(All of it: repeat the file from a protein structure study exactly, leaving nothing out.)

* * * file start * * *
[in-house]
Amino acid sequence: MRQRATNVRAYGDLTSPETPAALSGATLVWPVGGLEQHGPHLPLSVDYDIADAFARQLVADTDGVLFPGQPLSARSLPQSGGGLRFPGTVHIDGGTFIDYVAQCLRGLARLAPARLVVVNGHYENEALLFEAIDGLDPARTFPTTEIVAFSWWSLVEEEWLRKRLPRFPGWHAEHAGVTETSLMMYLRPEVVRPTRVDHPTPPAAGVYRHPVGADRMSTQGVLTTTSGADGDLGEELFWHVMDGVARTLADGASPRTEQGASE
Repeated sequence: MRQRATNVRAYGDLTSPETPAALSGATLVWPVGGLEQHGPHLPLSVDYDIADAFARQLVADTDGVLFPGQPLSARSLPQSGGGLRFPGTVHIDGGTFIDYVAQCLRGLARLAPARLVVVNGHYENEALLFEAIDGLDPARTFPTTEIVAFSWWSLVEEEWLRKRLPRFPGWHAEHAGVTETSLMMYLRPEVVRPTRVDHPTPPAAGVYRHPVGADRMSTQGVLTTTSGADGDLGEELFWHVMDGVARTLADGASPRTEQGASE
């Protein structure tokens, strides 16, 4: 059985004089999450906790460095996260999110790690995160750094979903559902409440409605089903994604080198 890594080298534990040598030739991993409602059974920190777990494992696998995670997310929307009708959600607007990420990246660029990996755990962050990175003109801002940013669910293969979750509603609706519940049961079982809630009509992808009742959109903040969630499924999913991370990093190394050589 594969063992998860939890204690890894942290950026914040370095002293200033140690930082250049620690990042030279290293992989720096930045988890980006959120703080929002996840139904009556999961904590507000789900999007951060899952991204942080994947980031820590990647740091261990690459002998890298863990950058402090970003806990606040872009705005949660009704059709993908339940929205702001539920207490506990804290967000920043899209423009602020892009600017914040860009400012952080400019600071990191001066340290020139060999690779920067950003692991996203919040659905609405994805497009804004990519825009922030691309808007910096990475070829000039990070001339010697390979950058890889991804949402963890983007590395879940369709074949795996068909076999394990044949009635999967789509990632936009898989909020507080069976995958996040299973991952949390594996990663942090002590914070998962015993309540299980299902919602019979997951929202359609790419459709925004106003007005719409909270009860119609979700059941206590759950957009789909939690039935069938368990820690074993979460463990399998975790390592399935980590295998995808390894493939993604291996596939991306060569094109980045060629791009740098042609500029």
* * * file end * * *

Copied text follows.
[in-house]
Amino acid sequence: MRQRATNVRAYGDLTSPETPAALSGATLVWPVGGLEQHGPHLPLSVDYDIADAFARQLVADTDGVLFPGQPLSARSLPQSGGGLRFPGTVHIDGGTFIDYVAQCLRGLARLAPARLVVVNGHYENEALLFEAIDGLDPARTFPTTEIVAFSWWSLVEEEWLRKRLPRFPGWHAEHAGVTETSLMMYLRPEVVRPTRVDHPTPPAAGVYRHPVGADRMSTQGVLTTTSGADGDLGEELFWHVMDGVARTLADGASPRTEQGASE
Repeated sequence: MRQRATNVRAYGDLTSPETPAALSGATLVWPVGGLEQHGPHLPLSVDYDIADAFARQLVADTDGVLFPGQPLSARSLPQSGGGLRFPGTVHIDGGTFIDYVAQCLRGLARLAPARLVVVNGHYENEALLFEAIDGLDPARTFPTTEIVAFSWWSLVEEEWLRKRLPRFPGWHAEHAGVTETSLMMYLRPEVVRPTRVDHPTPPAAGVYRHPVGADRMSTQGVLTTTSGADGDLGEELFWHVMDGVARTLADGASPRTEQGASE
């Protein structure tokens, strides 16, 4: 059985004089999450906790460095996260999110790690995160750094979903559902409440409605089903994604080198 890594080298534990040598030739991993409602059974920190777990494992696998995670997310929307009708959600607007990420990246660029990996755990962050990175003109801002940013669910293969979750509603609706519940049961079982809630009509992808009742959109903040969630499924999913991370990093190394050589 594969063992998860939890204690890894942290950026914040370095002293200033140690930082250049620690990042030279290293992989720096930045988890980006959120703080929002996840139904009556999961904590507000789900999007951060899952991204942080994947980031820590990647740091261990690459002998890298863990950058402090970003806990606040872009705005949660009704059709993908339940929205702001539920207490506990804290967000920043899209423009602020892009600017914040860009400012952080400019600071990191001066340290020139060999690779920067950003692991996203919040659905609405994805497009804004990519825009922030691309808007910096990475070829000039990070001339010697390979950058890889991804949402963890983007590395879940369709074949795996068909076999394990044949009635999967789509990632936009898989909020507080069976995958996040299973991952949390594996990663942090002590914070998962015993309540299980299902919602019979997951929202359609790419459709925004106003007005719409909270009860119609979700059941206590759950957009789909939690039935069938368990820690074993979460463990399998975790390592399935980590295998995808390894493939993604291996596939991306060569094109980045060629791009740098042609500029």